At Adswerve, a company focused on Google marketing and analytics, Head of Innovation Charles Farina says he’s already seeing advertisers beginning to make adjustments as they come to adopt a privacy-first approach. Becoming a leader in privacy in 2021 gives certain brands a head start as they work to build trust with their customer base, and that could translate to more traction and greater ROI.
“To build a more symbiotic relationship with consumers, advertisers and marketers must shift their focus to gathering first-party data to inform their brand strategies,” Farina says. “This will drive better business outcomes for advertisers and marketers by understanding the upselling opportunities with [first-party data].”
While there will always be a trade-off when it comes to consumer privacy in digital advertising, more advertisers are coming around to the idea that individualized tracking is on its way out. That’s particularly true now that Google has announced its plan to stop using or investing in tracking technologies that identify web users as they move from website to website. Although Google can’t force advertisers to radically change their approaches, the company’s oversized role within the industry at large means it does have a level of influence that no one else can match.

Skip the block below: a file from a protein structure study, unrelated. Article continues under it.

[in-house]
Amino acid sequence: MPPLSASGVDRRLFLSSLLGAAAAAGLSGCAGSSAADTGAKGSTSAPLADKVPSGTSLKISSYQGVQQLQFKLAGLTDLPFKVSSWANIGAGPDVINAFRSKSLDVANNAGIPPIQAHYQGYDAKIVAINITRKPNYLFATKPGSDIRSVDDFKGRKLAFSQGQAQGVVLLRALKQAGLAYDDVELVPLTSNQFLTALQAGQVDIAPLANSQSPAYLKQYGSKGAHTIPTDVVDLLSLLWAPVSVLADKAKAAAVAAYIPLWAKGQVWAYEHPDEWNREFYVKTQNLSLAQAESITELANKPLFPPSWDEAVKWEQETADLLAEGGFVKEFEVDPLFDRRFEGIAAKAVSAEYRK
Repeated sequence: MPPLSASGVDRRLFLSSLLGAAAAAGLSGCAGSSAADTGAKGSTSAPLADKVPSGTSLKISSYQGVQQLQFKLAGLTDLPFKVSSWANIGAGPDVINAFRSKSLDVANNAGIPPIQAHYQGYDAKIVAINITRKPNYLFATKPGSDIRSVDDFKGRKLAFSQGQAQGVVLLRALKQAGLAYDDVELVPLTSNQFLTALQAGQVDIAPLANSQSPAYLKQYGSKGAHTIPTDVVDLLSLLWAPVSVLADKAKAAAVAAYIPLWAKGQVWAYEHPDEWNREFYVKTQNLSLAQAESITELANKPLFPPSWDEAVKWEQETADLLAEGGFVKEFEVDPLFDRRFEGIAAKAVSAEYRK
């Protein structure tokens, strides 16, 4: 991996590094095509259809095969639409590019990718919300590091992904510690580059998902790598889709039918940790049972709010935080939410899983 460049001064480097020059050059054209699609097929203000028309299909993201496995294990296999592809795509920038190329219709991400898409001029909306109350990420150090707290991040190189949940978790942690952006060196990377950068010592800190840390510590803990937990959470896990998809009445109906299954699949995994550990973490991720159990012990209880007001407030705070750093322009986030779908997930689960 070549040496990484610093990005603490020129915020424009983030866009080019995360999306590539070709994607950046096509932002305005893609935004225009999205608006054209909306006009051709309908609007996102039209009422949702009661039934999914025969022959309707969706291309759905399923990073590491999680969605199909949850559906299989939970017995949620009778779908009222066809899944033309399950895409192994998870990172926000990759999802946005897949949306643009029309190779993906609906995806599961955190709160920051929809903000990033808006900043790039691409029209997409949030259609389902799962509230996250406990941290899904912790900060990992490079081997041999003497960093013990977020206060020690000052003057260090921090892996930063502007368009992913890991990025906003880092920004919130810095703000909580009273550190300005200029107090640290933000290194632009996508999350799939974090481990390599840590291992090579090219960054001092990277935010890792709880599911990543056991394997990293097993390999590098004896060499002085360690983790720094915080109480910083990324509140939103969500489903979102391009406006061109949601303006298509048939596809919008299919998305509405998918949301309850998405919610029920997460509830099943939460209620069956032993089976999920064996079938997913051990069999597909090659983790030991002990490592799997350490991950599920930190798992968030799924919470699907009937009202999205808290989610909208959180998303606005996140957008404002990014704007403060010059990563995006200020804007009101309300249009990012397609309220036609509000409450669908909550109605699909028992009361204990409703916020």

“Google has essentially said that their ad platform and business is going to move away from the open web. The company’s plans to stop targeting ads based on browsing history will create an even deeper chasm between advertising campaigns on this particular ‘walled garden’ and the rest of the open web, and surface an even deeper need across the ecosystem for ways to merge the two,” says Tom Richards, global product director at MiQ, a programmatic media firm.